Power vs Freedom

Tim Kreider in a witty New York Times essay ("Power? No, Thanks, I'm Good") muses about the yin-yang of negative vs positive liberty:

I would define power as the ability to make other people do what you want; freedom is the ability to do what you want. Like gravity and acceleration, these are two forces that appear to be different but are in fact one. Freedom is the defensive, or pre-emptive, form of power: the power that's necessary to resist all the power the world attempts to exert over us from day one. So immense and pervasive is this force that it takes a considerable counterforce just to restore and maintain mere autonomy. Who was ultimately more powerful: the conqueror Alexander, who ruled the known world, or the philosopher Diogenes, whom Alexander could neither offer nor threaten with anything? (Alexander reportedly said that if he weren't Alexander, he would want to be Diogenes. Diogenes said that if he weren't Diogenes, he'd want to be Diogenes too.)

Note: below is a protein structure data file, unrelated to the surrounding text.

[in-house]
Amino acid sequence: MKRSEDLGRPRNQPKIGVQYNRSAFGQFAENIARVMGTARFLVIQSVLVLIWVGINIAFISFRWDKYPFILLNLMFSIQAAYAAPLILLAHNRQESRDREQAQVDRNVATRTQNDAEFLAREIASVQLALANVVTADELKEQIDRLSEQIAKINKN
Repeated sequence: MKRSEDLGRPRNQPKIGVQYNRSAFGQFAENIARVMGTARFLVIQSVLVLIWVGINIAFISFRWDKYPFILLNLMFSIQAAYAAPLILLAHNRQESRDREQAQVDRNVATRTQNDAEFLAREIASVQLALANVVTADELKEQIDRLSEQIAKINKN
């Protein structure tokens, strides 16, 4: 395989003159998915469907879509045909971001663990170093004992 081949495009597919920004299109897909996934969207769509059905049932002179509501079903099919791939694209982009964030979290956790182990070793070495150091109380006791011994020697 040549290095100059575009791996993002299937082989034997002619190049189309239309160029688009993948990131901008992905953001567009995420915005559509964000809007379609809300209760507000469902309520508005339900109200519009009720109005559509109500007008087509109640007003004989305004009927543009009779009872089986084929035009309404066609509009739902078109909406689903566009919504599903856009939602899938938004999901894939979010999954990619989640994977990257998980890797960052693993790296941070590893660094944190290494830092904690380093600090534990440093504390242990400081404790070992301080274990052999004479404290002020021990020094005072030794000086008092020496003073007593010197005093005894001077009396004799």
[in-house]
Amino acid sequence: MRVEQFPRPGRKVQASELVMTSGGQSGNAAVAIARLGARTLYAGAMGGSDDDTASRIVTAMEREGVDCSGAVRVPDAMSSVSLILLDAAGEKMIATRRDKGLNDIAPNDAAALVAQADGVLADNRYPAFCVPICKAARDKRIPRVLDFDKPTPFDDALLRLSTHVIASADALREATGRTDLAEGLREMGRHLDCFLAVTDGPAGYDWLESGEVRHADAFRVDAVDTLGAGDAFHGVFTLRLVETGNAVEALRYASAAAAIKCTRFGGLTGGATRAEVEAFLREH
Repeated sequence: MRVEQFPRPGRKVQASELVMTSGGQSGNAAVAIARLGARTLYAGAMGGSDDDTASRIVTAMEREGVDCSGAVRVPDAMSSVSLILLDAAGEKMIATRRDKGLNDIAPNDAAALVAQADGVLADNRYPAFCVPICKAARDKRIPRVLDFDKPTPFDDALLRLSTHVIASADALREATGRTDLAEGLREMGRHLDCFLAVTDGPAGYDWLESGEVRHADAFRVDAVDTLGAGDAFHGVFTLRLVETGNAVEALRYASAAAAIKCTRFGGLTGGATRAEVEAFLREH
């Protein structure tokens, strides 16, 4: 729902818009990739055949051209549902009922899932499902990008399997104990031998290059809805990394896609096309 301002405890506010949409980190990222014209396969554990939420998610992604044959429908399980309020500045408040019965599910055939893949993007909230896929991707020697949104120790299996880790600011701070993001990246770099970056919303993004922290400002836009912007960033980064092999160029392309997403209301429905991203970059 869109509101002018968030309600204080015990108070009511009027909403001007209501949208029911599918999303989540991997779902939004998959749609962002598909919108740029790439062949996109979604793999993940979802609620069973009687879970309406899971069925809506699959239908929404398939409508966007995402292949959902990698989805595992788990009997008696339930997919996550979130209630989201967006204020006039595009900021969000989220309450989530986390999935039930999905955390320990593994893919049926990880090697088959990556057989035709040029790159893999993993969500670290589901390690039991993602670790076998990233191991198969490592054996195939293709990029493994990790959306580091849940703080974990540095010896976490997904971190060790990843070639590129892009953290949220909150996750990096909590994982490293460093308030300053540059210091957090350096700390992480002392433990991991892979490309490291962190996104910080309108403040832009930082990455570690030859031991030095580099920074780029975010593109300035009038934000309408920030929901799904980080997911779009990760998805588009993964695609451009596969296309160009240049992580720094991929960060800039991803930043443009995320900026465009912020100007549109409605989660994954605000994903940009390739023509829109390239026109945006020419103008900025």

... echoes of Sir Isaiah Berlin and "Two Concepts of Liberty". Kreider goes on to comment on self-awareness, non-attachment, proper estimation of one's own status, and a flock of other important issues.

Yes, and like both Isaiah Berlin and Robert Nozick, there's the joy of inspiring others to live a mindful, open, loving life ...

(cf. Embarrassed Libertarian (2000-05-28), Freedom Peace Commerce Education (2002-09-13), Core Buddhism (2011-10-17), Awakening Matrix (2019-04-29), ...) - ^z - 2019-05-27